Revised May 28, 2003
ADMINISTRATION CONTINUES TO RELY ON MISLEADINGBy Andrew Lee and Joel Friedman
USE OF “AVERAGES” TO DESCRIBE TAX-CUT BENEFITS
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After Congress reached agreement on a package of tax cuts last week, the Treasury Department released a blizzard of fact sheets and press releases touting the benefits of these tax cuts. One of the fact sheets presented the “average” tax cut that various beneficiaries — ranging from the elderly to small business owners — would receive from the final package. The President repeated a number of these figures in his speech when he signed the measure into law today.
This use of averages paints a misleading picture of the impact of these tax cuts, however, repeating a strategy employed by the White House when it was trying to sell its original tax-cut plan. Taken at face value, these average figures could imply that the tax cuts provide substantial benefits across a wide spectrum of the population; in reality, the final agreement’s tax cuts are heavily tilted toward the nation’s most affluent individuals and do little for the majority of U.S. households, according to an analysis by the Urban Institute-Brookings Institution Tax Policy Center.
The Treasury release states that “91 million taxpayers will receive, on average, a tax cut of $1,126.” However, according to analysis by the Tax Policy Center:
- The average tax cut in 2003 for households in the middle of the income spectrum (i.e., the middle fifth of households) will be $217, or less than one-fifth the total advertised by the Administration.
- 83 percent of households will get less than the average amount cited by the Administration.
- Some 53 percent of U.S. households — or 74 million households — will receive a tax cut of $100 or less. This includes 50 million households that will receive no tax cut whatsoever.
The Administration’s use of averages is highly misleading. The averages are skewed upward by the very large cuts that would go to a small number of high-income taxpayers. For instance, the new law will provide an average tax cut in 2003 of $93,500 to tax filers who make more than $1 million per year. In contrast, most households will get a small tax cut or no tax cut at all. For an example of how such averages can be deceptive, consider a group of five individuals — four of whom each receive a tax cut of $100 and one who receives a $4,600 tax cut. The average tax cut for the group is $1,000, but four of the five receive far less than this amount.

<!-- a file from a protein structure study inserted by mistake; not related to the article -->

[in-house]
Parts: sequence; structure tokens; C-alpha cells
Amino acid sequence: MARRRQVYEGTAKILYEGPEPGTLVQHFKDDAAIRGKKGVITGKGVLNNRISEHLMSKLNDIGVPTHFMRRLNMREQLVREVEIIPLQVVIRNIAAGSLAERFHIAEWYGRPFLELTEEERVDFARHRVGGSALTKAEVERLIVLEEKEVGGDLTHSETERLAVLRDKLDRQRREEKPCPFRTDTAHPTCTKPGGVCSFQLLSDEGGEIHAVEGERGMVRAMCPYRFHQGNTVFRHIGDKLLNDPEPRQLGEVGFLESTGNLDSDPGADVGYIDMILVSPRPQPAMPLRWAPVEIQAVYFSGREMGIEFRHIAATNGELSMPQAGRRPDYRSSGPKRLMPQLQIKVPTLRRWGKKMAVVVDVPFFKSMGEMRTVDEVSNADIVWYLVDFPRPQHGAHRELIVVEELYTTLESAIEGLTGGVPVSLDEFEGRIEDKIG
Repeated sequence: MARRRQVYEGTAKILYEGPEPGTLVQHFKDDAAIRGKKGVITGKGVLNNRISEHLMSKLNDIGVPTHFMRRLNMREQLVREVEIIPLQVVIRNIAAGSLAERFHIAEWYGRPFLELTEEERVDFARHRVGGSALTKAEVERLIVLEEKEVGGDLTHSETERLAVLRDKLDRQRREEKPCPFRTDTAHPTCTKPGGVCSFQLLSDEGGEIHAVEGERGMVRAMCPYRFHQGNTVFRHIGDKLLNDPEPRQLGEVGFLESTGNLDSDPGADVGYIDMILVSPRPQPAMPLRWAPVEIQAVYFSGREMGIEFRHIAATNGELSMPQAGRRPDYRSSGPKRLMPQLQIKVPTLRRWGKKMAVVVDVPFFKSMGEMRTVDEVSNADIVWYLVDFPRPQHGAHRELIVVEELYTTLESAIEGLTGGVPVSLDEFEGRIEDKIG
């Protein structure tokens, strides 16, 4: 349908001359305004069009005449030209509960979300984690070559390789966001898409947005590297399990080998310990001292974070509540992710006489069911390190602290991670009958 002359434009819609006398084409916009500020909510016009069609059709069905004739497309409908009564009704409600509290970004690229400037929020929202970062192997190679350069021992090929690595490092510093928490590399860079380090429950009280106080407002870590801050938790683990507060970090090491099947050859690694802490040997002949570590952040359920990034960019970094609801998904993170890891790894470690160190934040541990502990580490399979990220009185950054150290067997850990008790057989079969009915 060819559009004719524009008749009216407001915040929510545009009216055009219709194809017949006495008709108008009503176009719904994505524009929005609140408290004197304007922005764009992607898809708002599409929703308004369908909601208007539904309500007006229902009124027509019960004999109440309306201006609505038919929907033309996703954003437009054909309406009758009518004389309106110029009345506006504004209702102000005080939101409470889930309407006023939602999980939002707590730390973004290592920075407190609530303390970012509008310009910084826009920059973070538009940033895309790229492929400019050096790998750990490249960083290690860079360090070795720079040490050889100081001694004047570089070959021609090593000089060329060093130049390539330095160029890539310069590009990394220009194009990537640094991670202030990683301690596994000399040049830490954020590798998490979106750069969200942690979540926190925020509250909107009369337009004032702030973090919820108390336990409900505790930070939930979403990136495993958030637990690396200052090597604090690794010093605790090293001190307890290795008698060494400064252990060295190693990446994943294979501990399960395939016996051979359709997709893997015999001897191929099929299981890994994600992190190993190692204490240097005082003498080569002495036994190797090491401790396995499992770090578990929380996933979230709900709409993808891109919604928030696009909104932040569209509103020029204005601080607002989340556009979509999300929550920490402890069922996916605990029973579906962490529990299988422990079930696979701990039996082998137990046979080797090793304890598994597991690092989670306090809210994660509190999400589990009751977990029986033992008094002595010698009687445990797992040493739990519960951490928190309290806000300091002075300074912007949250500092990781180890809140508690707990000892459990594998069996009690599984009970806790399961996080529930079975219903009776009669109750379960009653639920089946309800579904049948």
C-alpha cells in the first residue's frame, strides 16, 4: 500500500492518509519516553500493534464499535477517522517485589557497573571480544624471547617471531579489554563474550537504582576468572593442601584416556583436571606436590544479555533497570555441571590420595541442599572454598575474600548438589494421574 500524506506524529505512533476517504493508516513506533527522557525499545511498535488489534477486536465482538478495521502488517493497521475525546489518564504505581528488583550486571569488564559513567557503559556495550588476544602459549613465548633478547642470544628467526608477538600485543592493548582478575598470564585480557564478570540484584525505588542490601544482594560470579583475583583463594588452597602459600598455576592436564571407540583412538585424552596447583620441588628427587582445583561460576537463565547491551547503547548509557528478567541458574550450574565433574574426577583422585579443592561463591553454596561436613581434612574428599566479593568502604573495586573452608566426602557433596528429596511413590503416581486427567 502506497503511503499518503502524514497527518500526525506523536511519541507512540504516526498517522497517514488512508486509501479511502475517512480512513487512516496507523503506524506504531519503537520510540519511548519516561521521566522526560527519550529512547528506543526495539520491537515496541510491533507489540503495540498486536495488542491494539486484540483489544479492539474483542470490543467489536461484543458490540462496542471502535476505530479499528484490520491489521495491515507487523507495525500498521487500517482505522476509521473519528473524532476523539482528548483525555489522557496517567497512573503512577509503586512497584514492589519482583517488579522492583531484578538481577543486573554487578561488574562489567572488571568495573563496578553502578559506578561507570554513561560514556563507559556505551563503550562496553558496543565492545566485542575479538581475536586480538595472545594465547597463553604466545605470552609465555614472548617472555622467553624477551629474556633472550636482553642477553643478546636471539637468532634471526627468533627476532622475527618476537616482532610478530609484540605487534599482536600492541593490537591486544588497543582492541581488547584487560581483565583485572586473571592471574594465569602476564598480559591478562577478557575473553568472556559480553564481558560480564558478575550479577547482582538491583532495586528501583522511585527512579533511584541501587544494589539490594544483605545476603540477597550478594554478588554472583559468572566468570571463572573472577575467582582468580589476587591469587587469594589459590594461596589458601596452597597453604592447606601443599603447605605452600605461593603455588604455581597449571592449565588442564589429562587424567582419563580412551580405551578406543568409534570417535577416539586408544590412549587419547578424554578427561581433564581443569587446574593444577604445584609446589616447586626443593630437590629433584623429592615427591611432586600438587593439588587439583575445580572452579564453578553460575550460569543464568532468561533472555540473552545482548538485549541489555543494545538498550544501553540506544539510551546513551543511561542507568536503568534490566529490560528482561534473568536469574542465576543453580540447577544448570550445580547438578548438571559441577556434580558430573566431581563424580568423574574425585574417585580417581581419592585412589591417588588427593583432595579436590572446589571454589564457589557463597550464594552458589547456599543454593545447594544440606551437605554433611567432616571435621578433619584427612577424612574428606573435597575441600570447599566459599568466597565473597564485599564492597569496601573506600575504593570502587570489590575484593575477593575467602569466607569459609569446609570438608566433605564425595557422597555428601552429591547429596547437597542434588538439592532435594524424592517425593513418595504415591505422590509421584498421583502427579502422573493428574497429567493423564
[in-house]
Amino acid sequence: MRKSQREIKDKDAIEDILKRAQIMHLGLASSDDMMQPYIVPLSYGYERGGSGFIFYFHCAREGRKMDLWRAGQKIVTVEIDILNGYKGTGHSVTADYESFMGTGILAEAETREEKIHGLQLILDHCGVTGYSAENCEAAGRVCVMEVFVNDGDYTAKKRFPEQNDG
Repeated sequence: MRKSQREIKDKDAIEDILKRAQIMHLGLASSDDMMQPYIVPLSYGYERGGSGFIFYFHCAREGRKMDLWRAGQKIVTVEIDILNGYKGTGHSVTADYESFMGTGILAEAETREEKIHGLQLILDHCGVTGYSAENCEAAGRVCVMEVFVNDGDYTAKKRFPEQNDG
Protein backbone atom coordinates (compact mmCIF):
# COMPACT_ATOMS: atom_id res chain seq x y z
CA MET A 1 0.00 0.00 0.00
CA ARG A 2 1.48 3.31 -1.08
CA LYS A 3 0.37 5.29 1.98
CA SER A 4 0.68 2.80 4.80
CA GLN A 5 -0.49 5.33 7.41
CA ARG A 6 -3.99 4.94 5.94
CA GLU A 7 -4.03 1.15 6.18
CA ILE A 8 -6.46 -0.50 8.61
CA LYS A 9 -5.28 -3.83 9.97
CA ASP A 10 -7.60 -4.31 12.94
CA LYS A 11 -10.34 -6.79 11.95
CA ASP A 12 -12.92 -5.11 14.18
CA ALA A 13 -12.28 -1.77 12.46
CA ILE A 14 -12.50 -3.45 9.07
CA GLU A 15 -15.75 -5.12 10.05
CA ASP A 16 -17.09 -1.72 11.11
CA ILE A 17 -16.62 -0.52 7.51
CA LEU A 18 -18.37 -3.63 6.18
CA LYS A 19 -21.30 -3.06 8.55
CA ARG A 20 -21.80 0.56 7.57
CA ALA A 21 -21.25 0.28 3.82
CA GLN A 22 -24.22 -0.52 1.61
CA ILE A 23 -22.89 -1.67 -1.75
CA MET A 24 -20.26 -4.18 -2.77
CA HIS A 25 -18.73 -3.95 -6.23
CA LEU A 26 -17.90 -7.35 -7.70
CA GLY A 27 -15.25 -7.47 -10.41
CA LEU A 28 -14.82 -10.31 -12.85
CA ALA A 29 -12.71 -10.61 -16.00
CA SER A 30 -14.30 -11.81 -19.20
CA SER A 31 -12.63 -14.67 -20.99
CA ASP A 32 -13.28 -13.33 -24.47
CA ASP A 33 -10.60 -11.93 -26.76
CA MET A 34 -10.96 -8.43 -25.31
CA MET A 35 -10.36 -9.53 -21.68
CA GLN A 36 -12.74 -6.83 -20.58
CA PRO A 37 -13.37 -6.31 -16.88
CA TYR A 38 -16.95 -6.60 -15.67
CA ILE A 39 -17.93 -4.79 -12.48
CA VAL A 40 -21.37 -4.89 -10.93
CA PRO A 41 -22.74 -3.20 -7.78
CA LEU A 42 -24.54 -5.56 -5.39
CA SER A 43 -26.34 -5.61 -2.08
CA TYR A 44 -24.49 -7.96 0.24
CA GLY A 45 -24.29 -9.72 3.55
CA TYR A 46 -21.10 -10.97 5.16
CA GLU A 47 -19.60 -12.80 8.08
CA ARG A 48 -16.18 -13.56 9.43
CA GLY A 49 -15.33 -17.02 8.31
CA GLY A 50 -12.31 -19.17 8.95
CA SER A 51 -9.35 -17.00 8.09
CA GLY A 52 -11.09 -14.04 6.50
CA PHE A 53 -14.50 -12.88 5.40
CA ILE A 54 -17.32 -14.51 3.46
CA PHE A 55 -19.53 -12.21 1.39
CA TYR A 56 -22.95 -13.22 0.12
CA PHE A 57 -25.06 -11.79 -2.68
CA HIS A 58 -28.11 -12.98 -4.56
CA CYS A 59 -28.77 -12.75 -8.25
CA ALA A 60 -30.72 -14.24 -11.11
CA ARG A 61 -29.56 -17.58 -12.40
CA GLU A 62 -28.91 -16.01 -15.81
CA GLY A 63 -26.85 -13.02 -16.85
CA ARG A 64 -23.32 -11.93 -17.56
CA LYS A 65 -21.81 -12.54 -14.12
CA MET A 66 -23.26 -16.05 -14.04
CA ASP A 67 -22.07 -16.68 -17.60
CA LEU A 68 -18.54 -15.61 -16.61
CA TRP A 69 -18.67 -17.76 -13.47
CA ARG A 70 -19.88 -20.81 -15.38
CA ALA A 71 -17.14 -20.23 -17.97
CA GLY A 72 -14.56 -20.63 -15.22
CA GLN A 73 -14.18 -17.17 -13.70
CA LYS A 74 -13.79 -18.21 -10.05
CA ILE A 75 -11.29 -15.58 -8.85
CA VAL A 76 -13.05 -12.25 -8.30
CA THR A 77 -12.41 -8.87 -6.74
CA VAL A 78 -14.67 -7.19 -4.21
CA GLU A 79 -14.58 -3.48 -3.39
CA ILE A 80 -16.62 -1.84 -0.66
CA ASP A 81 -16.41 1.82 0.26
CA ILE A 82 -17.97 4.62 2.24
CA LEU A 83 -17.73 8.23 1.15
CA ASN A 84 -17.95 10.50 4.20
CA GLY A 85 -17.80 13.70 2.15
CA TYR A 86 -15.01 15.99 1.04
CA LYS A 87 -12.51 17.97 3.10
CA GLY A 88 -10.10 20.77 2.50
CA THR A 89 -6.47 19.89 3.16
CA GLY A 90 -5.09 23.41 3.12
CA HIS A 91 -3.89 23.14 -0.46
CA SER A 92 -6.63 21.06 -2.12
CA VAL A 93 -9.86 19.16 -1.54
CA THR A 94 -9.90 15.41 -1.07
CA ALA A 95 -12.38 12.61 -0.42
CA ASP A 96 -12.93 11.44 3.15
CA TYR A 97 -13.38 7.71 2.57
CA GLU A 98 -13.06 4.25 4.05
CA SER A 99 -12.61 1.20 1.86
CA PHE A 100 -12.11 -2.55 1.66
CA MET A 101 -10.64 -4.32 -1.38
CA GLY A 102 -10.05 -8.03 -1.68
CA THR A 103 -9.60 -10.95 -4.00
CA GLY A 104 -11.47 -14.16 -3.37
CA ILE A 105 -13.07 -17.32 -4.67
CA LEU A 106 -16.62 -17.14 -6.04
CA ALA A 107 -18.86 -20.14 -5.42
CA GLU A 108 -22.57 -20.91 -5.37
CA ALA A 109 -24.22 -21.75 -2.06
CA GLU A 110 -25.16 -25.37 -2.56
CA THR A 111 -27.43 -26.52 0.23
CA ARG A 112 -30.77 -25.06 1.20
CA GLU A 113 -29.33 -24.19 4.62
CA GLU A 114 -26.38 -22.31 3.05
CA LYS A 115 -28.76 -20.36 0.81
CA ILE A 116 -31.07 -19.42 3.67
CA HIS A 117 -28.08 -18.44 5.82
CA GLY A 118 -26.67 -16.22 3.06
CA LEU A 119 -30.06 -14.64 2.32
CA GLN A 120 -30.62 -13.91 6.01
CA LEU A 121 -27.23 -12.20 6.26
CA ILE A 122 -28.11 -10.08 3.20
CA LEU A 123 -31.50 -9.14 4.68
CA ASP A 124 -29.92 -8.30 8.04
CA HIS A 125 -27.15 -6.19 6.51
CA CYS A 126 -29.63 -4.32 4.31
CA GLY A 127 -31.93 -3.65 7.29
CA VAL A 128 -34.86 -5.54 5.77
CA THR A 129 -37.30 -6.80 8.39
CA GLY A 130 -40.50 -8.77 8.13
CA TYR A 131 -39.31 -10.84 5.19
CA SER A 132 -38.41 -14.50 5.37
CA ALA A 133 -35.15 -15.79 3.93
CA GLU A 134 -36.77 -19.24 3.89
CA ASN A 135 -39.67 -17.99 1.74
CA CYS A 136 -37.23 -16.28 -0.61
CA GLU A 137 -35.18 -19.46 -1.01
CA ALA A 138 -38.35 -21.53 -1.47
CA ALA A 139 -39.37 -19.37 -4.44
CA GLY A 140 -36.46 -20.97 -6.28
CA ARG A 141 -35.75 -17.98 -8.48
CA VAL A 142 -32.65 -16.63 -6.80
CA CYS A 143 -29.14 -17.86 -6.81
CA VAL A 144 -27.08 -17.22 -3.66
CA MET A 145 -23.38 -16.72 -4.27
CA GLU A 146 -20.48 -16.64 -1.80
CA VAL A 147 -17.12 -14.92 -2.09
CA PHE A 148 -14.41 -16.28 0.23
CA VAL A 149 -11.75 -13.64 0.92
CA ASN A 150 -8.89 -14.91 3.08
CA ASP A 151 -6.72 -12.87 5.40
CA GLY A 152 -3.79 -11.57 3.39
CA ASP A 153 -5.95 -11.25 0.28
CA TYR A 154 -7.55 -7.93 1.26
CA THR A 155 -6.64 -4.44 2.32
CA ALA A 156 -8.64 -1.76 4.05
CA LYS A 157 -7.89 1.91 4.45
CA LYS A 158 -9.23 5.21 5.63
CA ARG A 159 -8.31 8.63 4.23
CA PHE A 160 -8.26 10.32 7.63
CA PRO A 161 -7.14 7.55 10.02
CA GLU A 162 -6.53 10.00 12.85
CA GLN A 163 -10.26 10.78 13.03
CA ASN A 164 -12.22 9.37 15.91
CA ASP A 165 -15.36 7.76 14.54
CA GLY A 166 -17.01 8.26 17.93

“Average” benefit for all those receiving tax cut
Percentage of all households that receive
Less than “average” amount
$100 or less
Families with children
Single women with children
Households with small business income
Source: First column of figures from the Treasury Department; other figures are from the Urban Institute-Brookings Institution Tax Policy Center.
The Treasury Department’s use of averages to describe the benefits suffers from similar distortions (see table above). In today’s signing ceremony, the President specifically cited the following three examples:
- Families with children — The President stated that 34 million families with children will receive an average tax cut in 2003 of $1,549. The Tax Policy Center data show, however, that nearly 78 percent of these families will receive less than this average tax cut, including 31 percent who will receive less than $100. For single women with children, 58 percent will receive less than $100 and a majority will receive no benefit whatsoever from the package.
- Elderly — The President said that 12 million elderly tax filers will receive an average tax cut in 2003 of $1,401. The Tax Policy Center analysis finds that 89 percent of the elderly will receive less than this average amount and 63 percent will receive less than $100. A majority of the elderly will receive no tax cut under the legislation.
- Small businesses — The President repeated Treasury Department figures that 23 million small business owners and households with small business income will receive an average tax cut in 2003 of $2,209. The Tax Policy Center analysis finds that nearly 83 percent of those with small businesses income will receive less than this average amount. Some 36 percent will receive less than $100.
Treasury Department, “Effects of Major Individual Income Tax Relief Provisions in Jobs and Growth Tax Relief Reconciliation Act of 2003,” Press Release JS-410, May 22, 2003.